We are very pleased to announce the addition of two new Mprize competitors, Alan Cash & Holly Brown Borg. Here are their stories.
Alan Cash learned about aging the hard way. Although he hadn’t turned 50 yet he experienced a rare and extremely painful side effect of aging. At the time Alan wasn’t aware that our veins and arteries lengthen as we age until an artery pushed into a major nerve bundle and caused excruciating pain in his neck. “I’ve often been accused of being a pain in the neck,” quips Alan, “I guess this was just payback.” A six-hour brain surgery separated the nerve from artery with the help of a Teflon pad.
Although the pain was completely gone, the experience left Alan with “the intense feeling that Aging was bad.” So he decided to do something about it. A lengthy recuperation gave him the opportunity to read about aging. He became fascinated by the work involving Calorie Restriction (CR) by such notable researchers as Leonard Guarente and David Sinclair, because CR was a proven method to slow aging.
He learned that CR leads to changes in metabolism and gene expression that result in increased lifespan and the reduction of the incidence of heart disease, kidney disease, Alzheimer’s disease, type-2 diabetes and cancer. Alan realized that three molecular pathways that extend life as a result of CR had been identified:
1. Increasing the NAD+/NADH ratio in the cells,
2. Chronically activating AMPK and
3. Increasing the NAD+ levels in the mitochondria.
All of these could be achieved by supplementing the diet with the metabolite oxaloacetate. Oxaloacetate is a human metabolite, and is consumed in the foods we eat on a daily basis, such as apples, chicken, and potatoes, but these foods do not contain enough oxaloacetate to continually activate AMPK, the AMP-activated protein kinase that regulates metabolism.
Working with scientists at UCSD and UCLA schools of medicine, Alan showed that animals given supplements of oxaloacetate have increased lifespan, just like animals under CR. And equally important, others have already shown that oxaloacetate provides many of the same health benefits as CR, including mitochondrial DNA protection, and protection of retinal, neural and pancreatic tissues. Human studies indicate a substantial reduction in fasting glucose levels and improvement in insulin resistance.
With his training as a physicist, Alan strove to take the complex biology of aging and reduce it to a simple idea to slow aging and extend life— mainly to supplement the diet with higher amounts of oxaloacetate. When Alan presented his ideas to a molecular biologist at University of California San Diego, the biologist immediately cleared space and invited him to test his theory! Together they did tests on worms, flies and mice, and the initial data was very promising, leading to journal articles in “Aging Cell”, “Open Longevity Science” and “Anti-Aging Therapeutics.” A simple solution for aging with a human metabolite had extended lifespan!
To publicize the discovery, Alan saw that the Mprize might be the best route, but additional data was required. Various long-term tests of oxaloacetate are underway at UC Riverside, LSU Baton Rouge, and, through the National Institute on Aging Interventions Testing Program, at UT Austin, UM Ann Arbor and the Jackson Laboratory in Bar Harbor. Concurrently, after submitting extensive safety information, Alan received approval to market the new dietary supplement in Canada, Europe and the USA for human use, under the trade name “benaGene”.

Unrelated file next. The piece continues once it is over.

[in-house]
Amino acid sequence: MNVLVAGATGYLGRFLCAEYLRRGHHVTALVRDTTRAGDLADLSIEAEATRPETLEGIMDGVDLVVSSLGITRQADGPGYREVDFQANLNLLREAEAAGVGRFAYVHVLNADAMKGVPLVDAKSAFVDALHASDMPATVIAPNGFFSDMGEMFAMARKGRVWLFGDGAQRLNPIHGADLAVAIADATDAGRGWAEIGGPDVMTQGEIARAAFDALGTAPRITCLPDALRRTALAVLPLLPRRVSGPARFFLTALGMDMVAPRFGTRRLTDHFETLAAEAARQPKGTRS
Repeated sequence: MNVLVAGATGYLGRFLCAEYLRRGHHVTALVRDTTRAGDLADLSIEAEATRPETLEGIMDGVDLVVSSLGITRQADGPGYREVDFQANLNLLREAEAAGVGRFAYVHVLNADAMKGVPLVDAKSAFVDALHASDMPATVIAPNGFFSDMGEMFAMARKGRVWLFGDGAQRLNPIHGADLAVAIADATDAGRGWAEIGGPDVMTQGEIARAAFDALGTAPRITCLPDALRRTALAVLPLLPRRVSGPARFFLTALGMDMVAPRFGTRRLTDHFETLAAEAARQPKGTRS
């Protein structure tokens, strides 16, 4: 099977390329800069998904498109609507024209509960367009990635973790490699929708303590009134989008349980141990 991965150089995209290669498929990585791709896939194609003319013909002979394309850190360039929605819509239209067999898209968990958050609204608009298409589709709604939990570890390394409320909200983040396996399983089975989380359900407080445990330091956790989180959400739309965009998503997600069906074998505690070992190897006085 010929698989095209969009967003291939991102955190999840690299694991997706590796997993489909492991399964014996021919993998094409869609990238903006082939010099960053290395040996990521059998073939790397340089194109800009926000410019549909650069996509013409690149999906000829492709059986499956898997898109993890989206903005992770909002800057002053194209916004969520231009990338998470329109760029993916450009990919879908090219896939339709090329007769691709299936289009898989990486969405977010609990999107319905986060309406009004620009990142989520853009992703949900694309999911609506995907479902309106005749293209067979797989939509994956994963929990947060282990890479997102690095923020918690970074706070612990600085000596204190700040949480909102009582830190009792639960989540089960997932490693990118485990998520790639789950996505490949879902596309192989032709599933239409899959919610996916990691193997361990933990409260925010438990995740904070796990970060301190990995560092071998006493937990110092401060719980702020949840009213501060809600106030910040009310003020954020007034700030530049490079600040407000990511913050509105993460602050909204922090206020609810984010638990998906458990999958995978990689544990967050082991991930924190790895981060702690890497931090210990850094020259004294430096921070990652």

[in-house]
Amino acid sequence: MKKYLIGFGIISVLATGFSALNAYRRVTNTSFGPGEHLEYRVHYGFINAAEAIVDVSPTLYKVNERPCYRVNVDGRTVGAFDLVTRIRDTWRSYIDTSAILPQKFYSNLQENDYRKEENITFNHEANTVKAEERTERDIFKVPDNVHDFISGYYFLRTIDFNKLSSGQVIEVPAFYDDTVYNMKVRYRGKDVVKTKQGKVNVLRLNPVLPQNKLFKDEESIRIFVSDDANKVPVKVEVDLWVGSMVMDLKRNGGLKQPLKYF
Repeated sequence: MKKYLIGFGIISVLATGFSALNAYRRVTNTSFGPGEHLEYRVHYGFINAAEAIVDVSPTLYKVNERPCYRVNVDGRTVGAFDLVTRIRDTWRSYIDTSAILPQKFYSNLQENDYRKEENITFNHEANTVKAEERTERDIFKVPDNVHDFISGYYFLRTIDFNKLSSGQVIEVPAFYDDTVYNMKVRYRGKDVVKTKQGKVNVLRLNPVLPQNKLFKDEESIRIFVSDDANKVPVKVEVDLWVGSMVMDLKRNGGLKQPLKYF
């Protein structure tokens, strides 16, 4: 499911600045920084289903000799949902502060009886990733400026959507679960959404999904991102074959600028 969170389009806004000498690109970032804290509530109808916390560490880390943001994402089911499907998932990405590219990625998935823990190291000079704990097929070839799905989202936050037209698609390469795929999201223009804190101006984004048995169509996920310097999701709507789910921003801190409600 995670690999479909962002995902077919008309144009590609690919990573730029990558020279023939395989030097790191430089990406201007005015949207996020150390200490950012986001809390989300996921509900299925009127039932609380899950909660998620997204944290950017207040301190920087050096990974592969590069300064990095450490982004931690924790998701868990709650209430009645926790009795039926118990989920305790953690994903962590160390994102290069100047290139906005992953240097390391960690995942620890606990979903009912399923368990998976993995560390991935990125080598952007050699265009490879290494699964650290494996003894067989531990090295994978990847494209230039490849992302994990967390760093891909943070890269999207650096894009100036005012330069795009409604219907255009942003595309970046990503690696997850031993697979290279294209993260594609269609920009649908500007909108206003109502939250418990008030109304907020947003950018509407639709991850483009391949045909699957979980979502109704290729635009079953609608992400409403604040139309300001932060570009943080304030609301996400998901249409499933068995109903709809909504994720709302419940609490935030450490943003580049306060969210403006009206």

Holly Brown Borg
Holly’s acquaintance with Ames dwarf mice led her to aging research. While she was in a postdoctoral position she began working with these small but long-lived mice to do studies on immunology. At that time she was working with Andrzej Bartke, he holds the Mprize for Longevity for a mouse that lived almost 5 years, double the normal lifespan.
After heading to North Dakota, where she became an Assistant Professor in Pharmacology, Physiology & Therapeutics, Holly continued to follow the progress of the mice. Their long life intrigued her. What was it that caused them to live so much longer than other mice?
Holly began exploring so she could understand what it was about these mice, lacking growth hormone, which allowed them to live so long. She explains her hypothesis, “A lack of growth hormone means there is no demand to make protein and turn amino acid into muscle; this frees the mice, metabolically, to fight off internal and external stresses.”
The human nutrition center on campus suggested that Holly turn her attention to methionine metabolism. This essential amino acid is critical for protein synthesis and growth, and is also integral to metabolism. To go a bit deeper, glutathione, an important antioxidant, is generated by the methionine (MET) pathway. Glutathione is made up of three amino acids, the key one in these studies is cysteine. The essential amino acids, MET and cysteine, can be easily modified in the diet.
The Ames mice have highly active methionine metabolism but when they are given growth hormone, this activity goes down. This was the proof Holly needed that methionine metabolism is regulated by growth hormone.
Calorie restriction (CR) is well known to extend lifespan in multiple species. It has also been shown that restricting MET intake (without CR) extends the lifespan of rats and mice. There are similarities in mice subjected to CR and the dwarf mice which suggests there are common underlying factors that lead to slower aging.
According to Holly, “The mechanisms leading to this potential “˜slower’ aging and lifespan extension are unknown. Our lab is interested in pursuing studies altering the level of essential amino acids in the diet and following modifications to key metabolic pathways involved in aging processes and lifespan. The beauty of these studies lies in their simplicity and potential therapeutic value.”